This week, the University of Texas' School of Information hosted a conference called Human Computation and Crowdsourcing, or HCOMP for short, that featured some of the brightest minds on artificial intelligence. Some of the conference sponsors included Google and Microsoft.
On Tuesday, HCOMP held a demo poster session, which was an awful lot like a grown-up science fair project. University researchers displayed findings of various studies related to crowdsourcing.
We've compiled the 5 most interesting demos from the conference:
1. Video Summarizer
Shay Sheinfeld described his algorithm as a video editor, cutter, and director all in one. "Usually people are too impatient to watch entire videos, so our goal is to shorten videos using content skimming searches while still keeping their original plots," Sheinfeld said. The algorithm's output is a "summary" of the entire video, like a trailer-length movie.
2. Different Methods of Rating
Mathematical engineer Alessandro Checco said rating things on a scale from 1 to 5 stars is ineffective for rating multiple things in succession.
“When you rate something a 5, and the next one is better than the one before it, you can’t rate anything higher than a 5,” Checco said. “We wanted to test out magnitude ratings, which is assigning any positive number higher than zero, and pairwise ratings, which is choosing between two options.”
To his surprise, pairwise ratings were the most accurate rating method in his conducted surveys, gathering the most consistent responses out of all three.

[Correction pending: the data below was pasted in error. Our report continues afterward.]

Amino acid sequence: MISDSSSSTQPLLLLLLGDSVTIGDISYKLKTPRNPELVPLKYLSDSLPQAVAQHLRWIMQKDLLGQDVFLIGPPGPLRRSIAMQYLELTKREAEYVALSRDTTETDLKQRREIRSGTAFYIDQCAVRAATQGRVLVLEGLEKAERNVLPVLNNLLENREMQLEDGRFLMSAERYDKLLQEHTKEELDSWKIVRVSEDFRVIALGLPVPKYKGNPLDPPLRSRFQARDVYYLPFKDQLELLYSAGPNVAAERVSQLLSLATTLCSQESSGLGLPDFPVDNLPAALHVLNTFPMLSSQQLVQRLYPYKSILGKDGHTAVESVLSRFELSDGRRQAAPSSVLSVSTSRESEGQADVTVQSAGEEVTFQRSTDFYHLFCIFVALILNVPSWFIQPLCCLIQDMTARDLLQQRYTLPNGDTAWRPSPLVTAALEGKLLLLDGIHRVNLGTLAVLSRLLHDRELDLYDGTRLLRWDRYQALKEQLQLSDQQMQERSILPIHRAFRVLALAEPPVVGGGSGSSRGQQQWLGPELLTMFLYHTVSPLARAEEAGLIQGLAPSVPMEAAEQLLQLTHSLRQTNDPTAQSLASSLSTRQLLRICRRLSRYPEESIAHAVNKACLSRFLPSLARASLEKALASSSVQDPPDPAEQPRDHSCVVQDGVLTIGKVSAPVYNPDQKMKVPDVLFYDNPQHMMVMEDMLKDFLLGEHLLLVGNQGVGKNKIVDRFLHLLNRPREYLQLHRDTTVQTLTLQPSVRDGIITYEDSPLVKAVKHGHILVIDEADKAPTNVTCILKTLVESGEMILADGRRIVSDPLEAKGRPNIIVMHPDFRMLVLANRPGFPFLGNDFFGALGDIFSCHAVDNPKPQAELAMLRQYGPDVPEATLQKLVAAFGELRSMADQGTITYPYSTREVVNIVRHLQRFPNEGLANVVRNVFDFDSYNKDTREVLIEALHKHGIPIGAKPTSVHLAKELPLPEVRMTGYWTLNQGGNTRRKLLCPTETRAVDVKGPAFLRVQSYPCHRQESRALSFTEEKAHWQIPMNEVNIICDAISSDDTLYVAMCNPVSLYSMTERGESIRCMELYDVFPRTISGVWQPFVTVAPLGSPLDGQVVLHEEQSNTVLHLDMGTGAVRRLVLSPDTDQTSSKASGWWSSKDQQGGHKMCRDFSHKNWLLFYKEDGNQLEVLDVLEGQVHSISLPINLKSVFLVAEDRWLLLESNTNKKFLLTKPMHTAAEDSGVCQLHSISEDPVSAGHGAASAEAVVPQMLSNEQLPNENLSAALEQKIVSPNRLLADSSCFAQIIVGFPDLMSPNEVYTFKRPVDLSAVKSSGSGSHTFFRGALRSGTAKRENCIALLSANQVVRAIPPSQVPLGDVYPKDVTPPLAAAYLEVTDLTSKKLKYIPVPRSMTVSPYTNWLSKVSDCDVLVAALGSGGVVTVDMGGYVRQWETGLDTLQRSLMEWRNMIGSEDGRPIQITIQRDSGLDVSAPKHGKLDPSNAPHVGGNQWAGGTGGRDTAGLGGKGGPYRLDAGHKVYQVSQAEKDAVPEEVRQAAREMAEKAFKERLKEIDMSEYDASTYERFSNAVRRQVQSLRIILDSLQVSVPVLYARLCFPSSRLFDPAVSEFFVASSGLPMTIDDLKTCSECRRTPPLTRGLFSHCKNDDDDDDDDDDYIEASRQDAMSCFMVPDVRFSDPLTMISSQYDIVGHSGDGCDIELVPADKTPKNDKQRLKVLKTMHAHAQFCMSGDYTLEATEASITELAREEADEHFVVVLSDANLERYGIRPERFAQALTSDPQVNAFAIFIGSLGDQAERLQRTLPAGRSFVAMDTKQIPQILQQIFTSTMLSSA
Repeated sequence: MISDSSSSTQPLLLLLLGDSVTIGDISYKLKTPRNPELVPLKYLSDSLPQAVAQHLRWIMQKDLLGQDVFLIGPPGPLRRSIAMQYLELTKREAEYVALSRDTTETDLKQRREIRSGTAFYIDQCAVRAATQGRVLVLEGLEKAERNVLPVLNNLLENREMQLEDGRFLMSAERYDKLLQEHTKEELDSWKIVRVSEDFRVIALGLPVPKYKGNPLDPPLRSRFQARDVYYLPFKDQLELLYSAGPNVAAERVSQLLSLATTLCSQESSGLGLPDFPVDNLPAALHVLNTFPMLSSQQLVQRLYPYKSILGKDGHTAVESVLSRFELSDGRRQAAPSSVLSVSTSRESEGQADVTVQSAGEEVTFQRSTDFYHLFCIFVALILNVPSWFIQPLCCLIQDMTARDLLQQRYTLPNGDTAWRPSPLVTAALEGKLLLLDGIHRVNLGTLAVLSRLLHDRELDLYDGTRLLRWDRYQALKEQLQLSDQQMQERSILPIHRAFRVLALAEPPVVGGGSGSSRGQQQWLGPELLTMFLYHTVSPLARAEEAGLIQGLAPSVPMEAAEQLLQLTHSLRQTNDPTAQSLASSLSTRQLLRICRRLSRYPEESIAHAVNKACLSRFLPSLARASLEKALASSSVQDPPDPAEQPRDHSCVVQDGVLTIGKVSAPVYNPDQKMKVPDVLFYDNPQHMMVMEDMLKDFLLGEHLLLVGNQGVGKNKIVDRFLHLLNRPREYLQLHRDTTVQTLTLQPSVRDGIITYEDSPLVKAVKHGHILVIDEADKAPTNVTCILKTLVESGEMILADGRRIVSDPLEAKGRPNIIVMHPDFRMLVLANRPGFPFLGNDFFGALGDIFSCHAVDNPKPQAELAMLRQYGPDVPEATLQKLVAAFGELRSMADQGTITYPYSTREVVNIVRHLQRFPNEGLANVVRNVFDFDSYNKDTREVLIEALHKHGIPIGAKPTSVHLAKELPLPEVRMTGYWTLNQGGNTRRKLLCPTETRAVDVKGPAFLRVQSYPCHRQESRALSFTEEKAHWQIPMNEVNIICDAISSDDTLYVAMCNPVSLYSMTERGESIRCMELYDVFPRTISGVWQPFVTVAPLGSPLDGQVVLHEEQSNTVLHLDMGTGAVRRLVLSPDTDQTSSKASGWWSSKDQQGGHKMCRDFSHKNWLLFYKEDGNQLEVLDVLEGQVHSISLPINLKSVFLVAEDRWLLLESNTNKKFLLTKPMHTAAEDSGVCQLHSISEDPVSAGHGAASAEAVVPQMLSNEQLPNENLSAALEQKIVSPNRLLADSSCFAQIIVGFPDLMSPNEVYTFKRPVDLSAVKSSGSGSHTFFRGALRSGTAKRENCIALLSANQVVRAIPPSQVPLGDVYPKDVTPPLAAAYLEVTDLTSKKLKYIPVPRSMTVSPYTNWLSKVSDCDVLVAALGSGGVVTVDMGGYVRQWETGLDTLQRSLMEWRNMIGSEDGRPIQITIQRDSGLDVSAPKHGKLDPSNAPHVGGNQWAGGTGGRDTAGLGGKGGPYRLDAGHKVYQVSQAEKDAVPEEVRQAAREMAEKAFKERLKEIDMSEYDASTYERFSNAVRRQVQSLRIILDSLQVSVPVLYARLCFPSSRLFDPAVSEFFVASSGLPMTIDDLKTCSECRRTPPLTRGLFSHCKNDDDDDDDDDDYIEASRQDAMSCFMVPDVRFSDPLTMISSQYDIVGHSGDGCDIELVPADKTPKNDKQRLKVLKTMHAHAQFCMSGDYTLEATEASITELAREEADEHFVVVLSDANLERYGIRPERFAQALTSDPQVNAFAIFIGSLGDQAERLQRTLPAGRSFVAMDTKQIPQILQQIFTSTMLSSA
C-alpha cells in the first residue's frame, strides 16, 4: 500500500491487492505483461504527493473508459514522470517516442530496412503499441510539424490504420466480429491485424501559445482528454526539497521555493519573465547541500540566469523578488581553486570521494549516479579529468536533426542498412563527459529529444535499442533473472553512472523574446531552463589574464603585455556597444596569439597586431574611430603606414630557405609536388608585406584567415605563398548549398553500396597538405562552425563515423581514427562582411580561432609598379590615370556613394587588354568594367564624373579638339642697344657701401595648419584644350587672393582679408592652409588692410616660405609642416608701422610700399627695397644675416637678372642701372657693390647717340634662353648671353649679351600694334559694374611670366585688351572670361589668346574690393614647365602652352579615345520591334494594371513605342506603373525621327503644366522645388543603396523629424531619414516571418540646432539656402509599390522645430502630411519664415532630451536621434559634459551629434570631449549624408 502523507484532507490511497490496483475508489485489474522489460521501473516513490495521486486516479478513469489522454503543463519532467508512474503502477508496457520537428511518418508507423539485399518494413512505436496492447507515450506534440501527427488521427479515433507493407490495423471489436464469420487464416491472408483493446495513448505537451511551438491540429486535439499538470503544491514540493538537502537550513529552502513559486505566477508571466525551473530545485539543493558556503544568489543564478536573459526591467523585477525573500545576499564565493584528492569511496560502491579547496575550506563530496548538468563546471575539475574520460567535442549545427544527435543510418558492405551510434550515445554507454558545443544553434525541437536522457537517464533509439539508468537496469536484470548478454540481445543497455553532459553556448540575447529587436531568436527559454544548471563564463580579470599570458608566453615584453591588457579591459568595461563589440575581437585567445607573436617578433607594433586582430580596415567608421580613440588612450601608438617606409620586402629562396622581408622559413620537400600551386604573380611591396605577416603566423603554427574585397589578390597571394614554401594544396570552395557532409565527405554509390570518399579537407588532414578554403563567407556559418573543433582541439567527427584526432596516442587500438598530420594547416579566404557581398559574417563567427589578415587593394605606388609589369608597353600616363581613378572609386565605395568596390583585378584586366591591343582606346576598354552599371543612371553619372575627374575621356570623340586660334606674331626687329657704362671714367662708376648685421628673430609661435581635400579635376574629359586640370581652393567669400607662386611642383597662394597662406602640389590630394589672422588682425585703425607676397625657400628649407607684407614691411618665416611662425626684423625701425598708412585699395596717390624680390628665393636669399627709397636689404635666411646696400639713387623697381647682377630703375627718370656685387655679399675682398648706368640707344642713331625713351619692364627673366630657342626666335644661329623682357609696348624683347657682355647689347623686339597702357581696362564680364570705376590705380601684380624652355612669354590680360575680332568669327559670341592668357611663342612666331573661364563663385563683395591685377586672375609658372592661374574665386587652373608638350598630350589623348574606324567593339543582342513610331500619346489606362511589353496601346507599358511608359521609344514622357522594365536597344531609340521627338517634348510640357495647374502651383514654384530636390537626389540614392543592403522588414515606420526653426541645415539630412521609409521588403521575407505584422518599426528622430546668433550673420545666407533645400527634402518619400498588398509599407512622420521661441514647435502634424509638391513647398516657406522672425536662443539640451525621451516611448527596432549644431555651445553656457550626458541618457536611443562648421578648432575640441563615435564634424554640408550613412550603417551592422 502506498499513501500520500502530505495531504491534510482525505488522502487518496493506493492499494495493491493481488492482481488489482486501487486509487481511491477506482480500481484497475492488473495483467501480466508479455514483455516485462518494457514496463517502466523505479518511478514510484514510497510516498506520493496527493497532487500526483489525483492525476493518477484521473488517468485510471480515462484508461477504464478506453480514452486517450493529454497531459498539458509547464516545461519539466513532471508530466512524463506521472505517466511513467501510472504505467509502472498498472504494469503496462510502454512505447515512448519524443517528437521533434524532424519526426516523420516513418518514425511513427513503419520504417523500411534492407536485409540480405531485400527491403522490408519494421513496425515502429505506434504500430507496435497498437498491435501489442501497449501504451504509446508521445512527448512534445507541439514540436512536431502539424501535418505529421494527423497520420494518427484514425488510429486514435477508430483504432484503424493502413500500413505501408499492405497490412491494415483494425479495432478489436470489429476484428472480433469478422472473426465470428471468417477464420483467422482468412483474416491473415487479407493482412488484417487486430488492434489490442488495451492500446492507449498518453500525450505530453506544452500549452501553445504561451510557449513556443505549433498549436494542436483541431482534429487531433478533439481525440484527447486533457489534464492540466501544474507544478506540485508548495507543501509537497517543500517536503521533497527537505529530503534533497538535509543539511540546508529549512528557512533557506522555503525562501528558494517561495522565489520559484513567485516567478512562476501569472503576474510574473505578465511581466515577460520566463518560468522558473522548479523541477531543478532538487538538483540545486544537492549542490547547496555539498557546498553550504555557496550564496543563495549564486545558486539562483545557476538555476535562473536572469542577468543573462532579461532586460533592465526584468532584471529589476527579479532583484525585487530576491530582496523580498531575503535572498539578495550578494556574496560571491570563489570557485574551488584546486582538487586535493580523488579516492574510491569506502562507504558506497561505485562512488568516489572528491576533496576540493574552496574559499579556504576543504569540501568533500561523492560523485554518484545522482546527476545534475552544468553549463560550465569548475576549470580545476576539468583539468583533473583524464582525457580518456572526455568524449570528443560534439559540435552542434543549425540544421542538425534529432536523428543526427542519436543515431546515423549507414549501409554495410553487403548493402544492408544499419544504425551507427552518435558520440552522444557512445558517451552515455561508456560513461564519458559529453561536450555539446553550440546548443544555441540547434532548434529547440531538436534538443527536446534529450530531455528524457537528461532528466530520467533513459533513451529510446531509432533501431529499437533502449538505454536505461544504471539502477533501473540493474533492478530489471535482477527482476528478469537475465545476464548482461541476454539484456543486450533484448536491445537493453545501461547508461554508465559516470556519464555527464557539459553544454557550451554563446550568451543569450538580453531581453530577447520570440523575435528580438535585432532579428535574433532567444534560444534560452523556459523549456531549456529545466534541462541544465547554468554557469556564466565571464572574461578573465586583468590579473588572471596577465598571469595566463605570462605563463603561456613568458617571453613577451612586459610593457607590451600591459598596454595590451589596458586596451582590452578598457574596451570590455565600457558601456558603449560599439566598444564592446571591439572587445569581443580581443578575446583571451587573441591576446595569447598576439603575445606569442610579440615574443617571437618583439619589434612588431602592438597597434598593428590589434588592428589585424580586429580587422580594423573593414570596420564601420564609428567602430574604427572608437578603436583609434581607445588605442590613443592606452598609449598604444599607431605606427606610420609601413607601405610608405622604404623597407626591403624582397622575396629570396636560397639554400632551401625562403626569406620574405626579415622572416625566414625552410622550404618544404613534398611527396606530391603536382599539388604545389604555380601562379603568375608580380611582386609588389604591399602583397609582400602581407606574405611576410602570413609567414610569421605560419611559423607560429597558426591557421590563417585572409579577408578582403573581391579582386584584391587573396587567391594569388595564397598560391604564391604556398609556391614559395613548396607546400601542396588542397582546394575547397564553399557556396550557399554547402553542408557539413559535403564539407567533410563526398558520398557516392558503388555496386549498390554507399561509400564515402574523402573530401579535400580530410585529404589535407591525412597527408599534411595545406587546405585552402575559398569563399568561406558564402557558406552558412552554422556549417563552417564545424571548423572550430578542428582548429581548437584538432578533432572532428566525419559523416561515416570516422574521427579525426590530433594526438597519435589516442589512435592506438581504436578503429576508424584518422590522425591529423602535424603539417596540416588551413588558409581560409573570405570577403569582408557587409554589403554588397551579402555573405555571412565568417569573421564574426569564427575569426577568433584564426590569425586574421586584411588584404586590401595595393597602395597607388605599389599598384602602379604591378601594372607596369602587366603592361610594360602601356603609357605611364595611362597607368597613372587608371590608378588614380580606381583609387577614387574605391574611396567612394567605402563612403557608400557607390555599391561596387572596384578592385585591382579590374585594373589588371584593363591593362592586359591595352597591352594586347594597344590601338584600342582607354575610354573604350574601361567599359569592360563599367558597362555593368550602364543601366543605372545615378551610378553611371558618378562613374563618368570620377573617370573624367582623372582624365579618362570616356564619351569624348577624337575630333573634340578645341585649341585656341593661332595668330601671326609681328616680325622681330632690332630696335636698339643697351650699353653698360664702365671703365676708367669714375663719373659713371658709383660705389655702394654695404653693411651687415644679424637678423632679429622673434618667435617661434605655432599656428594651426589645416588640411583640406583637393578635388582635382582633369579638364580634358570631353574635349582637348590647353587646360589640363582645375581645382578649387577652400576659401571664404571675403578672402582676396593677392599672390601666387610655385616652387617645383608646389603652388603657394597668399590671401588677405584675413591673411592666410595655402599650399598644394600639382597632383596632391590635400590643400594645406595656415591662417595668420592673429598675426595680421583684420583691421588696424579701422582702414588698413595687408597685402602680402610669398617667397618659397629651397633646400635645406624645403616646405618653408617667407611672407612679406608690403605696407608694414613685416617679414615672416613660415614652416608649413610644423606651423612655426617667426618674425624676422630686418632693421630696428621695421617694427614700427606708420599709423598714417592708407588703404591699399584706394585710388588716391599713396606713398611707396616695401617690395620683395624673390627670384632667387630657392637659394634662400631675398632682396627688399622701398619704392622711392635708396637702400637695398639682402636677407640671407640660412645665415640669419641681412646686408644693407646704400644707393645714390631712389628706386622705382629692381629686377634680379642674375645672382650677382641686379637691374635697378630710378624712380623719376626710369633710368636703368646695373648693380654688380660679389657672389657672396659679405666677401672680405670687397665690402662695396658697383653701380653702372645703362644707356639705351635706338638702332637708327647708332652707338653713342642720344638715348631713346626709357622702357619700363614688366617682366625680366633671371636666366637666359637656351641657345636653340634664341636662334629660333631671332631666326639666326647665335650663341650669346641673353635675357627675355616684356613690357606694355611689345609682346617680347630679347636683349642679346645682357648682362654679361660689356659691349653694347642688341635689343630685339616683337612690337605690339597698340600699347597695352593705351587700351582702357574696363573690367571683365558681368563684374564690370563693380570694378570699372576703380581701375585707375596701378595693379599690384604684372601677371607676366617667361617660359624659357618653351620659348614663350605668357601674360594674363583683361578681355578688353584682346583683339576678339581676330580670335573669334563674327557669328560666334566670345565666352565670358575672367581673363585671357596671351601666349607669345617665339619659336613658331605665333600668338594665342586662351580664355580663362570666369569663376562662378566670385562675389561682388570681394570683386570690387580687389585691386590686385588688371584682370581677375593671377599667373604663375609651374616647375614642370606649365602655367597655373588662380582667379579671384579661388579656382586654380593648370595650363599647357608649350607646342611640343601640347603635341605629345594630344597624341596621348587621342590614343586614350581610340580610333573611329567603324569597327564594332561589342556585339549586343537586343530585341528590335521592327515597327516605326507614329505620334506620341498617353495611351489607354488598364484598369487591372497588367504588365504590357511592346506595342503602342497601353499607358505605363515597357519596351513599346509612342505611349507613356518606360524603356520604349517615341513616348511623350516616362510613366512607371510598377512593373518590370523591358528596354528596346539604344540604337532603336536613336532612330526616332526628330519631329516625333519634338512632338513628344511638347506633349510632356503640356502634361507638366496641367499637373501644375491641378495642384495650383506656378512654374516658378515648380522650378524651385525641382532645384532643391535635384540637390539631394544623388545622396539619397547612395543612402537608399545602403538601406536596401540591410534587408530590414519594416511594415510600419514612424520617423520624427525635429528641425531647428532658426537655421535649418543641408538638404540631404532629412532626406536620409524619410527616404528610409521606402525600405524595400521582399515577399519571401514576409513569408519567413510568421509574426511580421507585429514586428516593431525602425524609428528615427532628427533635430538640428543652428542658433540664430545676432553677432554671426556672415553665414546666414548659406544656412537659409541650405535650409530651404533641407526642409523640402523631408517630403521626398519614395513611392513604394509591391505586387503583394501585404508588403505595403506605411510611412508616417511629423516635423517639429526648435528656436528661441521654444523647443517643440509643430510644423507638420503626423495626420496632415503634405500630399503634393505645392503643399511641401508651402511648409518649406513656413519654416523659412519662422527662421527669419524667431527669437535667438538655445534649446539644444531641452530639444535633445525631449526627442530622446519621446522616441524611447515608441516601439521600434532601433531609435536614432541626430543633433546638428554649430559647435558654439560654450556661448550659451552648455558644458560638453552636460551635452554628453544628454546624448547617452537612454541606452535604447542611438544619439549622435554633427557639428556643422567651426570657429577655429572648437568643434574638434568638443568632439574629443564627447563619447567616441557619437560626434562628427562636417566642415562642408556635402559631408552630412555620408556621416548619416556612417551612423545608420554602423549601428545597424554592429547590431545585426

3. Reconnecting elders via social tagging
Francisco Ibarra said many older adults benefit from having online interactions, but getting them to participate is difficult.
“Our solution is to take photos from their lives, and ask them to identify people and locations,” Ibarra said, relating the process to geotagging. “Once we have a network of people they are familiar with, we match profiles.”
Eventually elders will be able to interact with one another from a shared network correspondence.
4. Game Feedback Survey
Professor Mary Flanagan and her team were surprised by their gaming survey results.
"Gamers depend on feedback to know whether or not they're doing the right thing," Flanagan said. "We designed a game where the feedback was only 50 percent reliable. It would only be trustworthy half of the time. We thought that they'd hate it and say it was the worst game ever. Instead of hating it, the survey responders were willing to play it again, and it ranked about the same as games with reliable feedback."
5. Phonetic Language among Mixed Groups
Researcher Purushotam Radadia said depending on what language people speak, their ability to identify other language phonetically varies. "If you have someone who speaks a tonal language, like Chinese, Vietnamese, they will more likely be able to accurately identify Cyrillic tongues, like Russian," Radadia said. His team's project revolved around surveying multilingual workers by having them listen to languages and pick the most accurate phonetic spelling. They were able to compile everything into a context tree.